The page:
Is this to say that no one has the ability to balance the demands of daily living and still have gas in the mental-emotional tank for others? Of course not. Most of us are taught at a young age to treat others politely no matter our mental state, and most professionals are at least pretty good at interpersonal communication most of the time. The key words here are “most of the time.” It’s those “other times” when communications fail, when conflicts develop, and when those conflicts cost corporations millions of dollars and families unnecessary stress. Fortunately, in many conflicts some basic “mindfulness” tools can help both conflict resolution professionals and parties work together to not only resolve the conflict, but also to prevent conflicts in the future.

For instance, mindfulness breathing and relaxation training is designed to help us clear our minds while listening, and thereby increases our ability to absorb and process the environment around us. For conflict resolution professionals, this means being able to wholly focus on all of the communication we perceive throughout the mediation process – whether it is a verbal indication from a client that they are willing to offer $325,000, a non-verbal cue from the lawyer that indicates we might need to step out of the room for a moment, or anything else within the vast layers of communication always flowing our direction as we work. This also means parties can learn to quiet their minds and become more  naturally receptive to what other parties are communicating — creating  an entirely new, rich structure of dynamic communication that may have  not been there before. Psychologists call these our “attentional capacities,” or our ability to focus on multiple stimuli at a time without distraction.

Mindfulness techniques not only allow us to pay better attention to others, they empower us to more-readily convey genuine empathy toward others. It makes sense that if we are better-able to fully comprehend what others are communicating, we have a much greater chance of understanding and empathizing with them.  As I mentioned before, practicing some simple mindfulness thought exercises can actually build brain capacity to become more empathetic.  In this way, mindfulness helps us build rapport with our clients as they feel better heard and appreciated, and gives us more “tools” in our bags to help clients prevent conflicts going forward.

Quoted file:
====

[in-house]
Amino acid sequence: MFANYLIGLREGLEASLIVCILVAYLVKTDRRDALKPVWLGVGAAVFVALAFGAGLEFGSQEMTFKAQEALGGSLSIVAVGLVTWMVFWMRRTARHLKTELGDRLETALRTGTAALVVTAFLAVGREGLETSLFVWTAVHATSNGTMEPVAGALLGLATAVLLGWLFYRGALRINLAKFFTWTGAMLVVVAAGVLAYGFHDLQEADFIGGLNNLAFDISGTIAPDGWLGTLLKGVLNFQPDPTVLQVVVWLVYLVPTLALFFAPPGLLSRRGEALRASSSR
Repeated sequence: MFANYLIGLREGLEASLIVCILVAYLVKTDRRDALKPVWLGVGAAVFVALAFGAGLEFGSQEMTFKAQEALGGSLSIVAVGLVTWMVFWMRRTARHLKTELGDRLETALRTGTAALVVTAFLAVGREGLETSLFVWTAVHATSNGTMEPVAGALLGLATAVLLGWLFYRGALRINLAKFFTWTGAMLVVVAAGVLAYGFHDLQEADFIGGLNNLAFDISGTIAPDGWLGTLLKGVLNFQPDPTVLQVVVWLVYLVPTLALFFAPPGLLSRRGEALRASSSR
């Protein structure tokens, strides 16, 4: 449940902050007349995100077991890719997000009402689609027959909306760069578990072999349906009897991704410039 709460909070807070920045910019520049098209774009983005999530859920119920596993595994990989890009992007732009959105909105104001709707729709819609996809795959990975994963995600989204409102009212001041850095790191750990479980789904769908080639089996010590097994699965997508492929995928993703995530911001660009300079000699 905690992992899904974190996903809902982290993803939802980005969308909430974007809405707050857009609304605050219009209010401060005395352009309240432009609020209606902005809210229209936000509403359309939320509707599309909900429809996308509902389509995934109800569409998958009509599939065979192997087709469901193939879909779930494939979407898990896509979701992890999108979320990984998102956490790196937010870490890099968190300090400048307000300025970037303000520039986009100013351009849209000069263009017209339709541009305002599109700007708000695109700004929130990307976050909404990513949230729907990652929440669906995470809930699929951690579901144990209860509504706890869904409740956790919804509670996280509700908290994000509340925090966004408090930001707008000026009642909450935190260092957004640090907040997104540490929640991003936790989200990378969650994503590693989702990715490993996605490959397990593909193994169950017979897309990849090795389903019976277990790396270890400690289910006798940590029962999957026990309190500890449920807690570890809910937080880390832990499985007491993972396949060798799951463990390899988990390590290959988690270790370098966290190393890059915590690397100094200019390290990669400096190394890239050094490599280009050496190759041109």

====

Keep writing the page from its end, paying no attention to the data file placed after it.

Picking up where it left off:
I realize that I’ve only spoken abstractly about “mindfulness” techniques as vague principles, but rest assured that most mindfulness exercises are simple and can be taught at the work place or at home, either with a written guide or instructional CD. For instance, simply meditating every so often (or better yet, once a day) for a few minutes each session, has shown to drastically increase the ability of participants to focus their attention when required. As conflict resolution professionals, this means increasing our ability to focus on what clients are saying – even if the mediation has lasted 10 hours, even if we are low on sleep, even if our minds would otherwise be distracted by the unproductive caucus we just had with plaintiff. As corporate advisers and trainers, empowering participants with basic mindfulness tools and homework can be a simple, powerful tool in helping employees learn to communicate and resolve conflict more effectively.

While mindfulness techniques are often used in therapeutic environments, the methods and ideas are widely applicable in occupational-training and other skills-enhancement settings. For more information on mindfulness, try researching some of John Kabat-Zinn’s numerous works on the topic. Dr. Kabat-Zinn is a former neuroscientist who has dedicated his life to helping people quiet their minds and learn to communicate more effectively through mindfulness training. He is one of the pioneers of the field, and has written many books and articles on the subject. I encourage you to pick up a book on the topic and take a glance. See if it piques your interest. After all, for many of us every task, meeting, phone call, and meal simply precedes the next. Some people can’t even turn off their phones while lying on the beach. It’s no wonder that with many of us living such “conveyor belt” lifestyles our minds have become (loud) conveyor belts, too.

Zachary P. Ulrich is currently a researcher for Pepperdine School of Law’s Straus Institute for Dispute Resolution. He holds a JD, Masters in Dispute Resolution, and Masters in Psychology (Clinical). Zach is an alumnus of General Electric’s highly-esteemed Financial Management Program, where he held several financial analysis positions of increasing responsibility and completed a graduate-level education in business management and operations. He has published over twenty-five articles and commentaries on organizational conflict resolution and mediation psychology.